Buyers discover 3rd time is charm After 3 moves, mother, son feel at home in Bel Air


David and Zudie Dolina have found their dream home -- at last.

They thought they had it in 1991 when they bought a split foyer in Jarrettsville. But that wasn't it.

Then in 1994, they bought the brick rancher in Forest Hill. But that wasn't it either.

Now after moving three times in six years, the widowed mother and son have found their ideal home on Ring Factory Road in Bel Air.

"My sister's mother-in-law has taken us out of her address book," jokes David Dolina, a 40-year-old clerk at Fallston General Hospital.

The Dolinas' search began six years ago, after receiving an inheritance that allowed them to sell their four-bedroom bungalow in Parkville and move to Harford County. They hoped to find a safe, quiet neighborhood. They found it in Jarrettsville.

David fell in love with the 20-year-old house on North Bend Road as soon as he saw the back yard with its tall oaks and a stream running at the edge of the property.

"I said, 'This is great.' "

Using the equity from their Parkville home and the money they had inherited, they paid cash for the $135,000 home.

But no sooner had they moved in than the Dolinas realized the house was smaller than the one they had left in Parkville. For months, they stored some of their furniture in the garage.

With an addition -- and a few other modifications -- it would be the perfect house, they thought.

They hired a contractor to enlarge the family room, create a sun room, build a bath with a Jacuzzi in the master bedroom and extend the hallway.

They also replaced the carpet, put down new tile and painted it inside and out.

They spent $60,000 to turn it into their dream home, but when they were done, "it was still the same house," David says, the frustration still evident in his tone.

After three years in Jarrettsville, they began to look again for a new home. Their house languished on the market six months, and the Dolinas worried that it would never sell. But suddenly a couple from California wanted to buy the house -- on the condition that they could take possession in two weeks.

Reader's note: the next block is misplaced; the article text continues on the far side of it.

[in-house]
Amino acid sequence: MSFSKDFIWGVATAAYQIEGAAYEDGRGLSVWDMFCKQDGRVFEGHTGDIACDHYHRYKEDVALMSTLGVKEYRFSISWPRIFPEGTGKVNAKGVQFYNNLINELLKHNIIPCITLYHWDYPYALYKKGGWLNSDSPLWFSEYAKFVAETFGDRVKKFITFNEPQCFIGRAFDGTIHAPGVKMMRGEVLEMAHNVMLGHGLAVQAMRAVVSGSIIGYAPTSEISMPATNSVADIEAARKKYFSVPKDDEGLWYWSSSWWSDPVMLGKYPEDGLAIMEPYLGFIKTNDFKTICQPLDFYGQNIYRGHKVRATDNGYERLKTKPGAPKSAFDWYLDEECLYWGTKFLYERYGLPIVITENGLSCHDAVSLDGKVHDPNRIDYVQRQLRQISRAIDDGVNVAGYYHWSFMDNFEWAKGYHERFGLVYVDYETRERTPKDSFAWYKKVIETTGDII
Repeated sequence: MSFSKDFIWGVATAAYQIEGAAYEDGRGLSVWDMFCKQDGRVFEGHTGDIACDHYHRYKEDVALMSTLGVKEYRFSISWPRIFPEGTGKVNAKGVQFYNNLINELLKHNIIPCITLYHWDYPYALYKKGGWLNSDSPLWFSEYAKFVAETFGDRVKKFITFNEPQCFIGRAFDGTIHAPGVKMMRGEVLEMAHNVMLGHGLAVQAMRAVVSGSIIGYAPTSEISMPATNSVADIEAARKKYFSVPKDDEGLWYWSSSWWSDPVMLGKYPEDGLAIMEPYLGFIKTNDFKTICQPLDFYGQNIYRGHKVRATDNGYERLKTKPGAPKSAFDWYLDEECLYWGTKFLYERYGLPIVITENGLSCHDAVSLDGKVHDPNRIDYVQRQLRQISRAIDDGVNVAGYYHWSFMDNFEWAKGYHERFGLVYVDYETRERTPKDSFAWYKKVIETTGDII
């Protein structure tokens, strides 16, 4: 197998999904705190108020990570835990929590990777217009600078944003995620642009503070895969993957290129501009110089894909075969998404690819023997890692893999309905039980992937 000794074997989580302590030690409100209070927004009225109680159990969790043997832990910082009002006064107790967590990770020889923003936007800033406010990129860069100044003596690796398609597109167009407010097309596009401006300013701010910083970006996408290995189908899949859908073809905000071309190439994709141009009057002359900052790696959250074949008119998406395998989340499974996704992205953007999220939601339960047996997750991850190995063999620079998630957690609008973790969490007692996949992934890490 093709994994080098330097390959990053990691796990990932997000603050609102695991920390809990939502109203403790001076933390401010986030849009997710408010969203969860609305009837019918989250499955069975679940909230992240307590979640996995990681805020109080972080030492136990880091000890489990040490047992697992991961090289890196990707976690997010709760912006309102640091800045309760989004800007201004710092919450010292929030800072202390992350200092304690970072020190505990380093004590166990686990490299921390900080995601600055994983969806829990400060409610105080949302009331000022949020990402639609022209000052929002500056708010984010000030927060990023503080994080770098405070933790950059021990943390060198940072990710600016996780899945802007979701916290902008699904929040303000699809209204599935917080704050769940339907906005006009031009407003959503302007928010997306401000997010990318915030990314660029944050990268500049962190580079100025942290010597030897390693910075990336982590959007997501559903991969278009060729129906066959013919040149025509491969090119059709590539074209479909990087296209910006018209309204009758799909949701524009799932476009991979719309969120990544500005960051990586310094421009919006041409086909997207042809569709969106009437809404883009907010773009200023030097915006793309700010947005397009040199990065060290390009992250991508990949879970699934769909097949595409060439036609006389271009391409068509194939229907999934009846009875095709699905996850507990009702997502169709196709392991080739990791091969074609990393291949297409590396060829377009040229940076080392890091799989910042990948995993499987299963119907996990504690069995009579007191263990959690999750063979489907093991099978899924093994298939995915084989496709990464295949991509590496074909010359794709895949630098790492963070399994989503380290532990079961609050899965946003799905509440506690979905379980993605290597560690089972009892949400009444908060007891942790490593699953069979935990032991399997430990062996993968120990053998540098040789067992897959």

The Dolinas scarcely had time to call the moving company and pack their belongings and almost no time to find a new home. They looked at only two properties before choosing a brick rancher in Forest Hill.

This time, there was no question that the home was large enough -- it was huge. It was 80 feet long and 24 feet wide with a fully finished basement.

"It was a massive house," David said.

But Zudie liked the way the rooms were laid out, and they really had no time to find another.

Again the Dolinas set about refurbishing. They put a new bathroom in the basement, renovated the kitchen and spent $10,000 to install central air conditioning and a heat pump.

Then came the winter of 1995-1996 and the Dolinas began receiving electric bills topping $400 a month.

"I said there was no way we could stay here," David says.

So last spring they began looking once again at house ads.

"We said this is the last time," David says.

Experience had taught them that they wanted a small, energy-efficient house that was easily accessible and close to stores. They thought they found it in a house in Fallston, but the owner couldn't wait for the Dolinas to sell their home.

Then their real estate agent mentioned a brick rancher on Ring Factory Road. They had reservations about buying a house on a main thoroughfare, but they agreed to take a look.

It was love at first sight.

"As soon as we pulled up, we knew it was the home," David says.

The 42-year-old home had three bedrooms and two bathrooms and sat on a half-acre. Stores were close by. It was perfect. Well, almost.

Since moving into their home in June, the Dolinas have transformed the interior. Walls have been repainted. Carpeting has been ripped up to expose hardwood floors. The kitchen has been enlarged and outfitted with new cabinets, appliances and floor.

Having found their dream home, the Dolinas now can find humor in their many moves. They joke that they can pack so well that "we could probably do it for a living," David says.

They lost thousands of dollars on renovations and real estate agents, but not one piece of crystal in their moves.

Zudie, however, has had enough of buying houses. "When I go out of here, it will be in a box," she says.

Pub Date: 3/16/97

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